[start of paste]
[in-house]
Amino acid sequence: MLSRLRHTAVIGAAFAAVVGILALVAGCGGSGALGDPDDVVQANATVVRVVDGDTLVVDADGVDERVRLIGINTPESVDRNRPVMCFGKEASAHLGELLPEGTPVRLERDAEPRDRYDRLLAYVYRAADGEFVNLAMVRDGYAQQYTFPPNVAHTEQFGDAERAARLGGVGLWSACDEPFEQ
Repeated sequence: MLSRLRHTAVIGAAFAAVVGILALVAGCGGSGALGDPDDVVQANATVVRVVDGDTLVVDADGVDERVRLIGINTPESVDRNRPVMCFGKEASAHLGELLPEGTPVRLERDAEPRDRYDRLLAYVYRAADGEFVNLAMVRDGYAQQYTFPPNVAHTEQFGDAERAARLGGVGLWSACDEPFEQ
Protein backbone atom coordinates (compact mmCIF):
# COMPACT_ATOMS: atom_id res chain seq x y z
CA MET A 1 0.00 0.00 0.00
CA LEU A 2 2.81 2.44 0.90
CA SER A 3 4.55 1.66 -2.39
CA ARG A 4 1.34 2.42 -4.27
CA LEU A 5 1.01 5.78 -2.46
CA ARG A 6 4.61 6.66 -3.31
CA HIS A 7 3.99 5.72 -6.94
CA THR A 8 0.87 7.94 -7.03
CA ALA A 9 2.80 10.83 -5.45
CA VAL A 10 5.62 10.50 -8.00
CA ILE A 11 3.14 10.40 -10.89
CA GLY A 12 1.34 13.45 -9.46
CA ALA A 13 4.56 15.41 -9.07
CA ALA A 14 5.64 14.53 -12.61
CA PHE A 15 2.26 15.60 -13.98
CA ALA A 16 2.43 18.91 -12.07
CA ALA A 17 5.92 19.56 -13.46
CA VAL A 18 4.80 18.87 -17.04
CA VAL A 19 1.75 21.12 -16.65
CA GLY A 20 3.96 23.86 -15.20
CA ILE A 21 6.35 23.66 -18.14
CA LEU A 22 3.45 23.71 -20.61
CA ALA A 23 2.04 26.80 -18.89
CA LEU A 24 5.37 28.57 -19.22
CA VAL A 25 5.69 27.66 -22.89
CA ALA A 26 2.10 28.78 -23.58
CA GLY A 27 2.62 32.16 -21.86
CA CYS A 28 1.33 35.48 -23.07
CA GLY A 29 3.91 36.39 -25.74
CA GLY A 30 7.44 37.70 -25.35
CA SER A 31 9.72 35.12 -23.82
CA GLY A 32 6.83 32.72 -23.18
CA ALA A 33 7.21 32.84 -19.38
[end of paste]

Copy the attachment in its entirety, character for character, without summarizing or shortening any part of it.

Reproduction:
[in-house]
Amino acid sequence: MLSRLRHTAVIGAAFAAVVGILALVAGCGGSGALGDPDDVVQANATVVRVVDGDTLVVDADGVDERVRLIGINTPESVDRNRPVMCFGKEASAHLGELLPEGTPVRLERDAEPRDRYDRLLAYVYRAADGEFVNLAMVRDGYAQQYTFPPNVAHTEQFGDAERAARLGGVGLWSACDEPFEQ
Repeated sequence: MLSRLRHTAVIGAAFAAVVGILALVAGCGGSGALGDPDDVVQANATVVRVVDGDTLVVDADGVDERVRLIGINTPESVDRNRPVMCFGKEASAHLGELLPEGTPVRLERDAEPRDRYDRLLAYVYRAADGEFVNLAMVRDGYAQQYTFPPNVAHTEQFGDAERAARLGGVGLWSACDEPFEQ
Protein backbone atom coordinates (compact mmCIF):
# COMPACT_ATOMS: atom_id res chain seq x y z
CA MET A 1 0.00 0.00 0.00
CA LEU A 2 2.81 2.44 0.90
CA SER A 3 4.55 1.66 -2.39
CA ARG A 4 1.34 2.42 -4.27
CA LEU A 5 1.01 5.78 -2.46
CA ARG A 6 4.61 6.66 -3.31
CA HIS A 7 3.99 5.72 -6.94
CA THR A 8 0.87 7.94 -7.03
CA ALA A 9 2.80 10.83 -5.45
CA VAL A 10 5.62 10.50 -8.00
CA ILE A 11 3.14 10.40 -10.89
CA GLY A 12 1.34 13.45 -9.46
CA ALA A 13 4.56 15.41 -9.07
CA ALA A 14 5.64 14.53 -12.61
CA PHE A 15 2.26 15.60 -13.98
CA ALA A 16 2.43 18.91 -12.07
CA ALA A 17 5.92 19.56 -13.46
CA VAL A 18 4.80 18.87 -17.04
CA VAL A 19 1.75 21.12 -16.65
CA GLY A 20 3.96 23.86 -15.20
CA ILE A 21 6.35 23.66 -18.14
CA LEU A 22 3.45 23.71 -20.61
CA ALA A 23 2.04 26.80 -18.89
CA LEU A 24 5.37 28.57 -19.22
CA VAL A 25 5.69 27.66 -22.89
CA ALA A 26 2.10 28.78 -23.58
CA GLY A 27 2.62 32.16 -21.86
CA CYS A 28 1.33 35.48 -23.07
CA GLY A 29 3.91 36.39 -25.74
CA GLY A 30 7.44 37.70 -25.35
CA SER A 31 9.72 35.12 -23.82
CA GLY A 32 6.83 32.72 -23.18
CA ALA A 33 7.21 32.84 -19.38